WALNUT ALLERGY ALERT
May 14, 2007
Interstate Brands Corporation (IBC) is recalling “Hostess Mini Pound Cake”
due to undeclared walnut.
The recalled product was distributed to retail stores in Alabama, Arkansas,
Connecticut, Delaware, District of Columbia, Florida, Georgia, Illinois,
Indiana, Kentucky, Louisiana, Maine, Maryland, Massachusetts, Michigan,
Mississippi, Missouri, New Hampshire, New Jersey, New York, North Carolina,
Ohio, Pennsylvania, Rhode Island, South Carolina, Tennessee, Texas,
Vermont, Virginia, West Virginia, and Wisconsin.
The product comes in 3.25-oz. individual snack packages with the code date
of May 28 53 122 printed on the center of the package just above
the “Hostess Mini Pound Cake” name, and UPC #4500041159.
Consumers may return the product to the store where purchased for a full
refund. Consumers with questions may call (800) 483-7253.
Dear AllergyKids’ Friends,
Soy Induced Anaphylaxis in Children with Asthma and Peanut Allergy
As many of you know, soy is one of the top eight allergens. What you may not know is that a child with a peanut allergy can have an allergic reaction after eating a food that contains soy, according to the Asthma and Allergy Resource Center.
How could soy cause an allergic reaction in my child with peanut allergy?
In scientific terms, soybean allergens are “homologous” to known peanut allergens and can be recognized by 44% of peanut-allergic patients.
What that means is that a child with a peanut allergy can have an allergic reaction and even go into anaphylaxis after eating soy. Because this cross-reactivity is rarely mentioned in the press, many parents are unaware of the potential health risks that soy may present to children with peanut allergies.
What are the Signs of a Cross-Reaction to Soy?
According to Ingrid Yman, PhD of the Swedish National Food Administration, these deaths initially appear as an asthma attack, with no or very mild symptoms for the first 30-90 minutes after the consumption of food containing soy. Then, the children suffer fatal asthma attacks.
What Can I Do to Protect My Child with Peanut Allergy?
According to Dr. Yman, PhD of the Swedish National Food Administration, “If your child is allergic to peanuts, you should consider eliminating soy as well as all peanuts from your child’s diet, even if your child has never reacted poorly to soy in the past. Some sensitive children have “hidden” soy allergies that manifest for the first time with a severe – even fatal – reaction to even the low levels of “hidden” soy commonly found in processed food products. Those at the highest risk suffer from asthma as well as peanut allergy.”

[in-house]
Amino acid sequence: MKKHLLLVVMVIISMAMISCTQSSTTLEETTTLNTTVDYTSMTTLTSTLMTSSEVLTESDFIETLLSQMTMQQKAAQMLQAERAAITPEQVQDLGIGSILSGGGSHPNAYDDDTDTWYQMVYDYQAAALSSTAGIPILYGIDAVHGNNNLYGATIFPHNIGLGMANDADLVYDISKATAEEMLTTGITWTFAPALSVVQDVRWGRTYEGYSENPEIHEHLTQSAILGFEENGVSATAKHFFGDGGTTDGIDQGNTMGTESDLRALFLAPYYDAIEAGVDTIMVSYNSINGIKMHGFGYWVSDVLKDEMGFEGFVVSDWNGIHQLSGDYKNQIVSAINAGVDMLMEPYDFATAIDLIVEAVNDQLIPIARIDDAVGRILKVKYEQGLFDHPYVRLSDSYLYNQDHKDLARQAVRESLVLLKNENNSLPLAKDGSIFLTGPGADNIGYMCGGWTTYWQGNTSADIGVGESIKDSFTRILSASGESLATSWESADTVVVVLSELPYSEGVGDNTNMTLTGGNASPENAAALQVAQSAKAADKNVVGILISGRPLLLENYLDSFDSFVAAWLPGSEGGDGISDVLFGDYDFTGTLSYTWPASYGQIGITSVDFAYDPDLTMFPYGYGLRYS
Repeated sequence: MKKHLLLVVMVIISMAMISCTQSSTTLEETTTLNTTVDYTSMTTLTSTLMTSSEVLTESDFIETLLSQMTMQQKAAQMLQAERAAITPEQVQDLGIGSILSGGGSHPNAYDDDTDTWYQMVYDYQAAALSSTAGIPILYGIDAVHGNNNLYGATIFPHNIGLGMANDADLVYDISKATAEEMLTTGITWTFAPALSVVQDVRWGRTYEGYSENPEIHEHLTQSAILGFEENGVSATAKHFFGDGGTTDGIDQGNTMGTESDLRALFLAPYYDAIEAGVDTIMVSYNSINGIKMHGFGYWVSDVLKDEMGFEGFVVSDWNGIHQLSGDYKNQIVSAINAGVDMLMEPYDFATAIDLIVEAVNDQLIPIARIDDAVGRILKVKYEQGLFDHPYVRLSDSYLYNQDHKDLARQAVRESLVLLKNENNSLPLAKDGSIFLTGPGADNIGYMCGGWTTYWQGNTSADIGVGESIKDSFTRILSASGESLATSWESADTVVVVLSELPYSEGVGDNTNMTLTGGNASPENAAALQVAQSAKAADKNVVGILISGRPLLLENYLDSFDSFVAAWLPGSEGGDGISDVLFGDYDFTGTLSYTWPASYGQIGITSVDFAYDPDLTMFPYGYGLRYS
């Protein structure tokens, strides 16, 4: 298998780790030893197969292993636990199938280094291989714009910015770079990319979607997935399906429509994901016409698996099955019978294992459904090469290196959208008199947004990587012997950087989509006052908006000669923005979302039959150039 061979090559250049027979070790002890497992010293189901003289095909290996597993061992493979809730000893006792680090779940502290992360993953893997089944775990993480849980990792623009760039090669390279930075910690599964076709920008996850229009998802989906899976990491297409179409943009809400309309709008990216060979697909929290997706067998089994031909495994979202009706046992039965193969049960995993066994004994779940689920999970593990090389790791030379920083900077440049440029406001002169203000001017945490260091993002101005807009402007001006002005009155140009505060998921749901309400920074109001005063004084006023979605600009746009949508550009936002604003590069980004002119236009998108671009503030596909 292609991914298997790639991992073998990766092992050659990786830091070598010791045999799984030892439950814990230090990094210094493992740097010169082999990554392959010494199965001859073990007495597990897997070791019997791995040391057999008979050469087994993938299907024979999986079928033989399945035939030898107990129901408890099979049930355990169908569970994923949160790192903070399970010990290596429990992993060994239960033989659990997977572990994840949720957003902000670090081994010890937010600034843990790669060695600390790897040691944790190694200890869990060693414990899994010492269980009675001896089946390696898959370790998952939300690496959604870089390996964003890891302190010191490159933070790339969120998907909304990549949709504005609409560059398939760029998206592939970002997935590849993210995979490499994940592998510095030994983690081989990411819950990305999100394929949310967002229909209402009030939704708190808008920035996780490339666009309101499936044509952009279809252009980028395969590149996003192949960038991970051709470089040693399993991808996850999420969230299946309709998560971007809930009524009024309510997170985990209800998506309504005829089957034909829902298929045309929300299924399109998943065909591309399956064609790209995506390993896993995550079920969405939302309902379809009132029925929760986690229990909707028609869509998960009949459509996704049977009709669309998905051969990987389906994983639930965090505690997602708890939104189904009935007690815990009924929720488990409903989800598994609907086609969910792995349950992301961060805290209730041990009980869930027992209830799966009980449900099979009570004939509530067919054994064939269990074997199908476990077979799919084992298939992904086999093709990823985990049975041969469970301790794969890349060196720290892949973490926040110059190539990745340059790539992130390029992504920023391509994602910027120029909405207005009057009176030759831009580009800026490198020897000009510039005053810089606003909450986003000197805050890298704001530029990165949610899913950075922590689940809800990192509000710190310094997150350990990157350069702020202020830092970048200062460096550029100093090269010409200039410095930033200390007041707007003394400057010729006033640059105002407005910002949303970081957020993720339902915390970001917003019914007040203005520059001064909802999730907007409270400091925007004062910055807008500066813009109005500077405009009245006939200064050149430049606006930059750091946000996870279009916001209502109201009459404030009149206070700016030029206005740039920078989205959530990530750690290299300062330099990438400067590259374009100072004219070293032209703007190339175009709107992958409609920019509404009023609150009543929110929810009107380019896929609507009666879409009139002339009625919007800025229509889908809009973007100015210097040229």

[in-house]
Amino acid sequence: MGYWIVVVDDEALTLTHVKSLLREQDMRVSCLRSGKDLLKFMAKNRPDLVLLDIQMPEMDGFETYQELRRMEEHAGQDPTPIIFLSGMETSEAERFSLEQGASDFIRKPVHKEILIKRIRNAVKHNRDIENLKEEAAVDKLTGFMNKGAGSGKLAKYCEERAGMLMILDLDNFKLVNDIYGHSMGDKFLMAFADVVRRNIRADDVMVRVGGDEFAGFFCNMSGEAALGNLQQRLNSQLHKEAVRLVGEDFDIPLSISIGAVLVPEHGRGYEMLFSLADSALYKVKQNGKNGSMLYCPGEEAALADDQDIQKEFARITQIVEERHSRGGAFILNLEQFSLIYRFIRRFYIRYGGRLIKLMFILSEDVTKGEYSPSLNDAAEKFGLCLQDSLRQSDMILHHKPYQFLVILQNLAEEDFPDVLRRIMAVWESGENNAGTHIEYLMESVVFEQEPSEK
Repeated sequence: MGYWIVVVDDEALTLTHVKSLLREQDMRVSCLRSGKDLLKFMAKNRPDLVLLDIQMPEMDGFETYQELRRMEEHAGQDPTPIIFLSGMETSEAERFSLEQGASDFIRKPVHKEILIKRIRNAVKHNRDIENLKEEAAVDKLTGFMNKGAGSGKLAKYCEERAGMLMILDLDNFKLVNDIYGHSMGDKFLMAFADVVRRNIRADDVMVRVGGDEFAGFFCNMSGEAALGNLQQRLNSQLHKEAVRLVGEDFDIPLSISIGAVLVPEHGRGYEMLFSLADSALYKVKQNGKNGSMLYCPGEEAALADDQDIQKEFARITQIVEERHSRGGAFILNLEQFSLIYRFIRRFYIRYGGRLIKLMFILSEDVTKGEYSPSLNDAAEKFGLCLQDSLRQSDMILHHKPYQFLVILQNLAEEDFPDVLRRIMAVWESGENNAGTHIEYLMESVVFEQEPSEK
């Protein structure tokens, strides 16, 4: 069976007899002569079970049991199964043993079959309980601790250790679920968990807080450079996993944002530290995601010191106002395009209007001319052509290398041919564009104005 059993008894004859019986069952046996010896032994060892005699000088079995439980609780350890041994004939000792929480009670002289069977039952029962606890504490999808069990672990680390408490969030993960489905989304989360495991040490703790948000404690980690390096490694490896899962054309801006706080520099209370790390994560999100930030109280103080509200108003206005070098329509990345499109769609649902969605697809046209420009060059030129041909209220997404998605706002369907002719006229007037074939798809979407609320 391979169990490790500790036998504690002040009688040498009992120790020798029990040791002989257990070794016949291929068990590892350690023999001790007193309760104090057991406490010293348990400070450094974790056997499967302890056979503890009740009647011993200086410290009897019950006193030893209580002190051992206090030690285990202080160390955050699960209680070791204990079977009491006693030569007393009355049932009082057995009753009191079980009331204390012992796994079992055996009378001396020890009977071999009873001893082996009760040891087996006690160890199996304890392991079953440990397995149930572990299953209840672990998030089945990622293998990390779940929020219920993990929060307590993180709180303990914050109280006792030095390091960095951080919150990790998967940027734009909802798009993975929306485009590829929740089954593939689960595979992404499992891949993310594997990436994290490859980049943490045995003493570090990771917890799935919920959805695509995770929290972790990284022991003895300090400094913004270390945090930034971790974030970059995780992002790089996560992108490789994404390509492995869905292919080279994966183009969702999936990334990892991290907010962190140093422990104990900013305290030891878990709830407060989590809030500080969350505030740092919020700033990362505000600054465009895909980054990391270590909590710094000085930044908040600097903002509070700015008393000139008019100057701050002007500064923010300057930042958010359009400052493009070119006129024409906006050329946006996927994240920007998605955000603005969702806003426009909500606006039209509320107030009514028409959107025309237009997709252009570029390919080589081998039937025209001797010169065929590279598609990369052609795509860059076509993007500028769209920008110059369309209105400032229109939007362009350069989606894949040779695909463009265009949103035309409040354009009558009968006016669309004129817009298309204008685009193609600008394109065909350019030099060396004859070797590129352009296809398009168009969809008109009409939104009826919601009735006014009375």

The Swedish National Food Administration study analyzed severe food allergy reactions of children that died after consuming soy. These children had known allergies to peanuts but not to soy.
What products contain soy?
Soy can be found in soy milk, tofu, soy sauce, baby formula and other soy products.
Soy is also used in many processed foods, as soy lecithin, soy lectin, soybean oil and other soy derivatives.
Soy is commonly used as animal-feed in livestock.
It is only within the last nine years that soy has become one of the top eight allergens.
Soy has recently been genetically engineered to contain new proteins and potential allergens.
Are there other facts that I may not know about soy?
According to Daniel Sheehan, PhD and director of the Food and Drug Administration’s (FDA’s) National Center for Toxicological Research, soy-fed babies are taking part in “a large, uncontrolled and basically unmonitored human infant experiment.”
The British Dietetic Association now warns parents to avoid soy formula given the results of a 2003 study conducted by Dr. Gideon Lack from St Mary’s Hospital, Imperial College, London, UK.
The French Food Agency will soon require warning labels on all soy foods, soy formulas and soy milk so that consumers will be aware of the risks that soy poses to children under the age of three, those with hypothyroidism, and women with a family history of breast cancer.
In January 2006, the American Heart Association reversed its position on soy.
Why haven’t I heard this before?
AllergyKids is one of the first independently funded food allergy organizations in the world. We highlight all food allergy research that relates to the health and well-being of children and their families.
Being independently funded, AllergyKids is able to avoid conflicts of interest that funding ties may present – the importance of which is detailed in the work of Dr. Susan Linn of Harvard University and Marion Nestle, former editor of the Surgeon General Letter on Nutrition and Health.
What can I do to learn more?
AllergyKids would like to highlight the work of Kaayla Daniel, PhD. In her book, The Whole Soy Story, Dr. Daniel details the cross reactivity between soy and peanut, specifically addressing in detail the risks that soy poses to children with peanut allergy and asthma.
In the United States, the Weston A. Price Foundation is spearheading efforts to address children with peanut allergy who were fed soy as infants and toddlers.
What else can I do?
If you believe that the consumption of soy products or soy formula may have played a role in the development of your child’s food allergies, please contact:
Sally Fallon, President
The Weston A. Price Foundation
PMB 106-380 4200 Wisconsin Avenue, NW
Washington DC 20016
Phone: (202) 363-4394
How can I support AllergyKids’ Independent Research?
To support AllergyKids’ independent research, even if you don’t have a child with food allergies, please consider purchasing products for your child or your child’s school or preschool so that we can continue to provide families with the tools to help protect children.
We invite you to follow the lead of Linda, a nurse in upstate New York who conducted a fund raiser with her association of school nurses and purchased custom-designed AllergyKids Kits for every elementary school in the district.